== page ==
Merit Selection and the Consequences of Institutional ReformGreg Goelzhauser
Since 1940, more than half of all states have switched at least in part from popular election or elite appointment to experiment with merit selection in choosing some or all of their state supreme court justices. Under merit selection, a commission—often comprising some combination of judges, attorneys, and the general public—is tasked with considering applications from candidates vying to fill a judicial vacancy. Ostensibly, the commission forwards the best candidates to the governor, who ultimately appoints them. Presently, numerous states are debating whether to adopt or abolish merit selection. In his short, sharp book, Choosing State Supreme Court Justices, Greg Goelzhauser utilizes new data on more than 1,500 state supreme court justices seated from 1960 through 2014 to answer the question, Does merit selection produce better types of judges? He traces the rise of merit selection and explores whether certain judicial selection institutions favor candidates who have better qualifications, are more diverse, and have different types of professional experience. Goelzhauser’s results ultimately contribute to the broader debate concerning comparative institutional performance with respect to state judicial selection.
" A neat and accessible synthesis of the debates on and merits of judicial elections v. merit selection. Importantly, Goelzhauser presents new and unique data and statistical analyses of those data. Choosing State Supreme Court Justices is well-done, and well-worth reading. It significantly enhances our understanding of this critical part of our judicial system." —Gregory A. Caldeira, Distinguished University Professor in Political Science and Dreher Chair in Political Communication and Policy Thinking at the Ohio State University and co-author of Citizens, Courts, and Confirmations: Positivity Theory and the Judgments of the American People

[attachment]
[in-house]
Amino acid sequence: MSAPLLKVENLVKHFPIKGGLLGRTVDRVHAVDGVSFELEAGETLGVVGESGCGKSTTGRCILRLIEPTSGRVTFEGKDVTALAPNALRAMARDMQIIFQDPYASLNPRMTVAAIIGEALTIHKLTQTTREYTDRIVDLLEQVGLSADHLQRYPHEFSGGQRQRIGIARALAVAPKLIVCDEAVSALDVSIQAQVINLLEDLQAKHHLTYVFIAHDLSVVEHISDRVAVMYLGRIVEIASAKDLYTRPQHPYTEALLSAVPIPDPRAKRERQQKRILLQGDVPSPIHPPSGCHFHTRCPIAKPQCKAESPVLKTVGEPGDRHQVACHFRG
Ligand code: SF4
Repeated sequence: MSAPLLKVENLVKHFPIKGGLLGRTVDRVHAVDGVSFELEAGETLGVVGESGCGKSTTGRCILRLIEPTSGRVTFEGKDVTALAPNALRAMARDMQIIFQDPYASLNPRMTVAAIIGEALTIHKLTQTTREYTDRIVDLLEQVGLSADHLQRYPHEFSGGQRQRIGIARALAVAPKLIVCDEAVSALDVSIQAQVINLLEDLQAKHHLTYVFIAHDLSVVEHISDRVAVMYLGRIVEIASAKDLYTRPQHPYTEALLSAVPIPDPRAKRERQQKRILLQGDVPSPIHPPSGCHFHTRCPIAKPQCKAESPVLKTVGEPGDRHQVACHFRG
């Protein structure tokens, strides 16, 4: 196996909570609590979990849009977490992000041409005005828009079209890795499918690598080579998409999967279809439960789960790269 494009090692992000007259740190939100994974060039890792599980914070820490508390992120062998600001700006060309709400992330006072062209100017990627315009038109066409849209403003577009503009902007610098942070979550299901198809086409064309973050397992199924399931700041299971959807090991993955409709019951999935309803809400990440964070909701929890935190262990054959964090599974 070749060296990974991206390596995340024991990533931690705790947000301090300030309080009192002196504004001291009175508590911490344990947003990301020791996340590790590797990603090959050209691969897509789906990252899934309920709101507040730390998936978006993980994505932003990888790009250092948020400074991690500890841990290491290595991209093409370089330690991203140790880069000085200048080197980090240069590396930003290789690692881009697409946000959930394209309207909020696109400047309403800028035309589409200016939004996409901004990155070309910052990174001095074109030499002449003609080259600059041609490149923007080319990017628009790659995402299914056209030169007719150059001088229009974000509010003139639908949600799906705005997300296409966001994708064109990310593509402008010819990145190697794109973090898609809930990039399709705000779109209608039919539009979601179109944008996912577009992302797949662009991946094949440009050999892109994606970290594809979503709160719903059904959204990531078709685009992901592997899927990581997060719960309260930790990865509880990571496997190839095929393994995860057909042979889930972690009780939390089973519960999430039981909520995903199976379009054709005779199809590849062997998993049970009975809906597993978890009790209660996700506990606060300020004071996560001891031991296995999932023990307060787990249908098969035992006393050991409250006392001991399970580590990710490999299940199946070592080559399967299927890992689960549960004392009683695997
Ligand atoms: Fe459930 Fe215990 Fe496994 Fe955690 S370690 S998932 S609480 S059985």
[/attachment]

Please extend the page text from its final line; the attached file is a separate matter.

"Choosing State Supreme Court Justices is timely and well-conceived. Goelzhauser has engaged in an impressive amount of data collection, and his analyses are strong. He has done an excellent job clarifying how he codes ‘merit system’ and the reasons for his choices. This book promises to be the most comprehensive analysis of the so-called merit selection of judges to date. Given the importance of judicial selection to both scholars and practitioners, a book like this is sorely needed." —Chris Bonneau, Associate Professor of Political Science at the University of Pittsburgh and co-author of Voters’ Verdicts: Citizens, Campaigns, and Institutions in State Supreme Court Elections
"Goelzhauser revives the discussion of a seemingly age-old debate about the 'best' way to select state supreme court justices.... Goelzhauser presents a precise, comprehensive, empirical treatment of the best available data to date. This book remains accessible to laypeople while presenting sophisticated statistical analyses. Although Goelzhauser ultimately (and wisely) declares no winner in the debate, the nuances he is able to glean will help frame this important debate in public policy domains as well as in academic circles. Highly recommended." -- Choice